The KTC is responsible for just about anything with a motor that moves in Kentucky. It oversees and regulates highways, airways (airports and aviation), public transportation (available in some form in all 120 Kentucky counties), waterways, railways, highway safety, vehicle registration, driver licensing and a broad range of other things. The department has over 4,700 employees across the state. The agency funnels a lot of money back to the cities, counties and citizens of the state when you add in those KTC hires to build or inspect roads and bridges, to engineer projects, mow right of ways and perform a world of other services.

The generally accepted cost-per-mile to build a two-lane road in suburban and rural areas is $2-$3 million, and $3-$5 million in urban areas, most of which enters local economies in the form of payroll, taxes, real estate and right-of-way purchases, and general commerce; four-lane roads are approximately double that number. According to the Federal Highway Administration, each $1 billion invested in roads supports nearly 28,000 jobs, of which over 9,500 are construction alone.

“There’s an old saying in this business that says every dollar invested in roads ‘turns over’ seven times,” said Hancock, “and the evidence points to that being quite possible.”

Build and re-build … if there’s capital

Of the work generally referred to as road construction, over 80 percent is the expansion, repair and refurbishing of existing roadways. There is currently less than $20 million slated for new construction out of the $5.1 billion approved by the General Assembly for the present biennium. Recent federal spending includes few new road miles as well – the 2011 budget (the last year the Federal Highway Administration published numbers) committed $2.2 billion for new projects versus $31.8 billion to improve existing highways and bridges.

extractOn the federal level, a variety of programs provide funding. The Moving Ahead for Prosperity in the 21st Century Act (MAP-21) signed in July 2012 budgets $105 billion for surface transportation projects in FY 2013 and 2014. Due to expire Sept. 30, 2014, it is one of several programs for which many are urging re-authorization.

Counties are concerned because they are responsible for 63 percent of the state’s road miles according to the National Association of Counties (NACo), which is pushing Congress to provide better funding for county road and bridge projects. NACo also says that under MAP-21, funding for “locally owned bridges and federal-aid highways decreased 30 percent” and that funding available to Kentucky for those bridges and highways went down by 21 percent.

Beyond MAP-21, there are programs with names like ISTEA, TEA-21, SAFETEA-LU and others, some dating back as far as 1991. With the HTF’s looming insolvency, this patchwork of programs is becoming more important, but the future of some of them is up in the air, too.

Beyond roads and bridges

The improvements across the state continue apace.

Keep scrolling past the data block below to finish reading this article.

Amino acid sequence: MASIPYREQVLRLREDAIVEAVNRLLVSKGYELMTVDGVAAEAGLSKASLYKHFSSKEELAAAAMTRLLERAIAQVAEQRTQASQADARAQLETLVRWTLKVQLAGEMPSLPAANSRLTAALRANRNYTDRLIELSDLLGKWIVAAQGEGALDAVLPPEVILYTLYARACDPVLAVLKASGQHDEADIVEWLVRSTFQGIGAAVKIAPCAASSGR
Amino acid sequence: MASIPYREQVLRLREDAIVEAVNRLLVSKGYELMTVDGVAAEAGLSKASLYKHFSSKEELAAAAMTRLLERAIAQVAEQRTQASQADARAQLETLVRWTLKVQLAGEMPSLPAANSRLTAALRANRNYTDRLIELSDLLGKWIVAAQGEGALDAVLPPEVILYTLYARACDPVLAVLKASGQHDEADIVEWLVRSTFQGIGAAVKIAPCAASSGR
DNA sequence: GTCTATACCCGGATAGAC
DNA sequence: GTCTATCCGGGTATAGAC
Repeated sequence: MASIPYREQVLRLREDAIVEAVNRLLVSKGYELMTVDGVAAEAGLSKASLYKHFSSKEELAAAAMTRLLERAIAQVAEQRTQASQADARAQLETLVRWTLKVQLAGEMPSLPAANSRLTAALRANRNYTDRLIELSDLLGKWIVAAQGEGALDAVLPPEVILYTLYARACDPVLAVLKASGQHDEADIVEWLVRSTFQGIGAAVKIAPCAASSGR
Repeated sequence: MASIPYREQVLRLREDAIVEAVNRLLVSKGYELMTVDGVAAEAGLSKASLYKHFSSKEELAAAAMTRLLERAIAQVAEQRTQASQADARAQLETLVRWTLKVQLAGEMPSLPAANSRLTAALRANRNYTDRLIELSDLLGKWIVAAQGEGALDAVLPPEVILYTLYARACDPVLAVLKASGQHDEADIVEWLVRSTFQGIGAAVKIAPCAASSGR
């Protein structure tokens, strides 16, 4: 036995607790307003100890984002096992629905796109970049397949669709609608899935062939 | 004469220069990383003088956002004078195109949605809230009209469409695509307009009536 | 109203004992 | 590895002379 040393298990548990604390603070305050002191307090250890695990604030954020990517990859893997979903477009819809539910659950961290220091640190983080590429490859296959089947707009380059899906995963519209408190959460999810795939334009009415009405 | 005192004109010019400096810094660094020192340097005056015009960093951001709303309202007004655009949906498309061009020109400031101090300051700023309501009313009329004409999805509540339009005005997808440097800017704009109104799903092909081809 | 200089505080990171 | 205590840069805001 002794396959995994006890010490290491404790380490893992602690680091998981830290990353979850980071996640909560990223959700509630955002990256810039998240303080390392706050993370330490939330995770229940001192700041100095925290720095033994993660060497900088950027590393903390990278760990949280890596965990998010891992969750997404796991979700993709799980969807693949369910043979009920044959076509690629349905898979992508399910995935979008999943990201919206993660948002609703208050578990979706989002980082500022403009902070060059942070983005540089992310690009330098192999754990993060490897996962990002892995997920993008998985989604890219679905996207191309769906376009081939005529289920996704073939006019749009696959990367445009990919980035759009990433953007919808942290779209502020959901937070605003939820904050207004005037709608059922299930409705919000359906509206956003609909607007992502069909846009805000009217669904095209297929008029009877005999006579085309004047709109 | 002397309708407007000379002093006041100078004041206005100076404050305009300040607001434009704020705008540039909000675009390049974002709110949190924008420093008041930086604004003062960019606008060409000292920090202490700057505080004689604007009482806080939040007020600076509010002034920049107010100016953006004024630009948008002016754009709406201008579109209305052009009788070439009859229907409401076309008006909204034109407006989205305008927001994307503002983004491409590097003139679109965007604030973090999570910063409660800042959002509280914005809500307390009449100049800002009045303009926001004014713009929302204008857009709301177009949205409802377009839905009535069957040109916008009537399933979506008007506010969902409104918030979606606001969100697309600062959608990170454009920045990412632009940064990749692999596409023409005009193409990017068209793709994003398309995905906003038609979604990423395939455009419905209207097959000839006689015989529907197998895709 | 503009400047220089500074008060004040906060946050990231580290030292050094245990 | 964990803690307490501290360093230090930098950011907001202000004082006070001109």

“Kentucky has a good reputation with the federal administration, and we are known for working with other states on projects. For instance, we have worked closely with Ohio on the Brent Spence Bridge in Northern Kentucky, and with Indiana on the Louisville bridges project,” Hancock said. “It required a lot of cooperation between these states and federal highway staff, and that’s rare on projects of this magnitude. It’s paying off very well for us and the others, and we believe the federal folks appreciate it, too.”

KTC has also been very proactive in ensuring that our state is not a bottleneck in the interstate highways. Work continues apace to make I-65 six lanes all the way from the Tennessee line in the south to the Ohio River. The work continues to do the same on I-75 from Berea to Northern Kentucky. Work also continues on the bridge at Lake Barkley, and on US 460 in Pikeville.

Another project is Kentucky’s segment of I-69 stretching 156 miles from near Henderson, Ky., on the Ohio River to Fulton, Ky., on the Tennessee border. Work is starting also on the Mountain Parkway in Eastern Kentucky beginning with a section running from Helechawa to Salyersville – it is the section with the most accidents-per-mile along the long-proposed parkway route.

KTC also provides or supports public transportation of one sort or another in all of Kentucky’s 120 counties. For some residents, especially in rural areas, this may be the only way they have to shop or receive medical treatment.

Many only think about KTC or local road crews when they encounter a pothole. But those at the KTC are keeping a close eye on potholes in the road to funding. Given the immense depth and breadth of its reach, and its importance to everyday life in the commonwealth, if the looming hole in the Highway Trust Fund checkbook does open, it will be a jolt that could knock portions of the economy out of alignment.

Frank Goad is a correspondent for The Lane Report. He can be reached at [email protected]